Many men and women are taught that if they have a mental health problem, they should just suck it up or need to "snap out of it". Many cultures place more emphasis on physical health and productivity than they do mental health and well being. "As long as someone appears capable to function in their day," someone might think to themselves, "then why would they need to get any sort of help?" The truth is, many people can learn to function and get through the day, but if they are hurting inside, at some point it's going to catch up.
A person might not come out and share their emotional or psychological pain. Instead, their symptoms will make it difficult for them in other ways. For instance, a person who is severely depressed might start using drugs or alcohol to feel better. Someone who is highly anxious might become more paranoid and develop the desire to hurt someone else. Also, it's very possible that after a while, if a person is experiencing true mental health symptoms, they likely will have a hard time functioning in their day to day life.
Friends and family might also start to notice the following signs. The person who is having a hard time might begin to see the following signs in their own life and recognize that it's time to get help:
• loss of friendships
• loss of a relationship / divorce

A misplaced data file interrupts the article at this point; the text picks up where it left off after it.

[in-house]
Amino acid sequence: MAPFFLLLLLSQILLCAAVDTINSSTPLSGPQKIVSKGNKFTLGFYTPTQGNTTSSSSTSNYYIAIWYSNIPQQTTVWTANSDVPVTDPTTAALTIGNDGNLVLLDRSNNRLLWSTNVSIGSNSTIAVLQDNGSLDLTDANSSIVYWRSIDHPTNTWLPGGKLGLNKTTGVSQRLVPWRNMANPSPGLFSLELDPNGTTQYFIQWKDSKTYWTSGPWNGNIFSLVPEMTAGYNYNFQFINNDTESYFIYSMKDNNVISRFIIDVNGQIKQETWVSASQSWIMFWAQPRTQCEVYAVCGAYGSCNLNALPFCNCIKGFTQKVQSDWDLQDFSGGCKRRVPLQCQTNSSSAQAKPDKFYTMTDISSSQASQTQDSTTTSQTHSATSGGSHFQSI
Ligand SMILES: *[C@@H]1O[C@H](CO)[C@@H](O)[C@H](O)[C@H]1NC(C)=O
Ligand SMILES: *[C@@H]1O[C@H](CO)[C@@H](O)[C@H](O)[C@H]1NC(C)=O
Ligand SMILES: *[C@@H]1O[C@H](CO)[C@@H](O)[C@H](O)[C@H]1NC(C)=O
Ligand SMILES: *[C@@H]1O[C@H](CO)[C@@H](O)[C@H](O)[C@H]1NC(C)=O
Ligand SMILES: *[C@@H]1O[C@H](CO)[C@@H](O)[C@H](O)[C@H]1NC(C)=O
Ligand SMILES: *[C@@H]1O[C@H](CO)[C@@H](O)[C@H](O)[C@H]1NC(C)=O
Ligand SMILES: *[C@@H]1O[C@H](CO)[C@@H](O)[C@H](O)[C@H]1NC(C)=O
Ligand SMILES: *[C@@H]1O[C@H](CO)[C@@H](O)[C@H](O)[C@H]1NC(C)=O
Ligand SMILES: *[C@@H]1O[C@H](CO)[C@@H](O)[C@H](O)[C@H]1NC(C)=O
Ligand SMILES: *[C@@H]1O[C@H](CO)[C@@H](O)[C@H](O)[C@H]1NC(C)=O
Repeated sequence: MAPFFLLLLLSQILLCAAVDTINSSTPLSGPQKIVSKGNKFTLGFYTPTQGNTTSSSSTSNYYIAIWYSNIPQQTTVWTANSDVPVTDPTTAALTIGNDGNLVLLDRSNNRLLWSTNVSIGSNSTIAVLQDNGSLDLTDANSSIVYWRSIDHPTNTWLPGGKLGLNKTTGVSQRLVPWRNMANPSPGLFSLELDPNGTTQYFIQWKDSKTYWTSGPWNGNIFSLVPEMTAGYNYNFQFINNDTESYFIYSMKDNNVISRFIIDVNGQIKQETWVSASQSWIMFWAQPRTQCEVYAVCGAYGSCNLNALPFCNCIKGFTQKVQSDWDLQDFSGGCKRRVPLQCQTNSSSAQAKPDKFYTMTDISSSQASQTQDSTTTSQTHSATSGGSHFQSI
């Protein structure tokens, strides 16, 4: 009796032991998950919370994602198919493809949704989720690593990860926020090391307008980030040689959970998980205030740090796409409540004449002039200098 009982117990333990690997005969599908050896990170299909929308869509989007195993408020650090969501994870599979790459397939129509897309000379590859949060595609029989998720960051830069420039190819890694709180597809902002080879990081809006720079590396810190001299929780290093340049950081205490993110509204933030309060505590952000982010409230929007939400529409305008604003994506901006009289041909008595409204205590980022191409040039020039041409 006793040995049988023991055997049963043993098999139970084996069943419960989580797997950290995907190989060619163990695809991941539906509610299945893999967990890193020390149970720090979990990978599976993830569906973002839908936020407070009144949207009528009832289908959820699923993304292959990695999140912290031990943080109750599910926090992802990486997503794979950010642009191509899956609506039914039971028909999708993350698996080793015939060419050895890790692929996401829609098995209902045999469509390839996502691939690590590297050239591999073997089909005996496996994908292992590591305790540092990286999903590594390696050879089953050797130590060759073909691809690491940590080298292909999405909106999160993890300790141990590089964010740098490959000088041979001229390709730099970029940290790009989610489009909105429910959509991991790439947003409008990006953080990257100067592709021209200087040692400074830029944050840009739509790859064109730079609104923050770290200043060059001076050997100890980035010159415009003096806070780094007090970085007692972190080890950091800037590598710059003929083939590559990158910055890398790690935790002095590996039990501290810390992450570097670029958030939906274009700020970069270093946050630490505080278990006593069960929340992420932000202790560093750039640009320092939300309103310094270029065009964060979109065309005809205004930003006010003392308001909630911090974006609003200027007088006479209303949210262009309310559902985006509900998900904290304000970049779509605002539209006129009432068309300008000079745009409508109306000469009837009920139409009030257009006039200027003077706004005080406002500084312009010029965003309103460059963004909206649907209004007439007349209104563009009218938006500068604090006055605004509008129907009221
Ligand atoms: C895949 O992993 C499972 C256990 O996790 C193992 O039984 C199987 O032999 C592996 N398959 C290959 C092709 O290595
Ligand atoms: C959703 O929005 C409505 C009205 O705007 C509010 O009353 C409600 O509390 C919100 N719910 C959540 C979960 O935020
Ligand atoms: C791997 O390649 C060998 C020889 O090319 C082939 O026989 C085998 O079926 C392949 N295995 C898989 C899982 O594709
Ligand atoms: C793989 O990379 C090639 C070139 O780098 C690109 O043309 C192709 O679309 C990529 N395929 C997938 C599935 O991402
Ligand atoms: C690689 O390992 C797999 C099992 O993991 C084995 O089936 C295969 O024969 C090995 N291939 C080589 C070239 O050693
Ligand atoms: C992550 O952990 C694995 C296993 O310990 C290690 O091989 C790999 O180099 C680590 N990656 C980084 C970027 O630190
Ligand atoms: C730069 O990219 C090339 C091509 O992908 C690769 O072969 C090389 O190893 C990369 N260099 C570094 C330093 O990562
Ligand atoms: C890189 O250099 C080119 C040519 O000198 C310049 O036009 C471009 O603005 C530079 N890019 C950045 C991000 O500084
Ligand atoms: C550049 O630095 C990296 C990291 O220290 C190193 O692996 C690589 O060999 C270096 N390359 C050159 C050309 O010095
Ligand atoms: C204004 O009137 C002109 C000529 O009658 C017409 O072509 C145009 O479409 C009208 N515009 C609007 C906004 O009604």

• isolation and withdrawal from friends and family
• diminished interest in former hobbies and life events
• legal issues
• loss of employment
• foreclosure or the loss of one’s home
• growing debt
• medical issues
• experiencing physical pain
• legal crisis
• domestic violence or physical abuse in a relationship
• binge drinking
• use of illegal substances
• self-harming behavior such as cutting
• suicidal thoughts
• manic behavior
• experiencing hallucinations or delusions
• emotions that feel intense and overwhelming
• experiencing flashbacks of a trauma
• having repetitive disturbing thoughts
• work performance is starting to decline
• friends and family are expressing their concerns
What can make matters worse if the person themselves does not realize that there is a problem or that they're putting their life at risk. For this reason, this list might be helpful for someone who is experiencing one or more of the above signs. For instance, a person might begin to isolate due to an experience of depression and because they are alone they may give in to their cravings and thoughts of suicide.
On the other hand, a person might have a thought that they should get professional help, and yet they don't because of a variety of reasons including:
• lack of time
• lack of understanding
• fear of the unknown
• fear of being judged by others
• a desire to avoid medication and so they avoid reaching out for help
However, the experience of working with a mental health provider might actually prove to be of significant help. You can talk with your mental health provider for before any decision is made. If a medication evaluation is necessary your mental health professional may refer you to a psychiatrist for further assessment.
If you or someone you know is experiencing any of the above signs, contact a mental health professional today.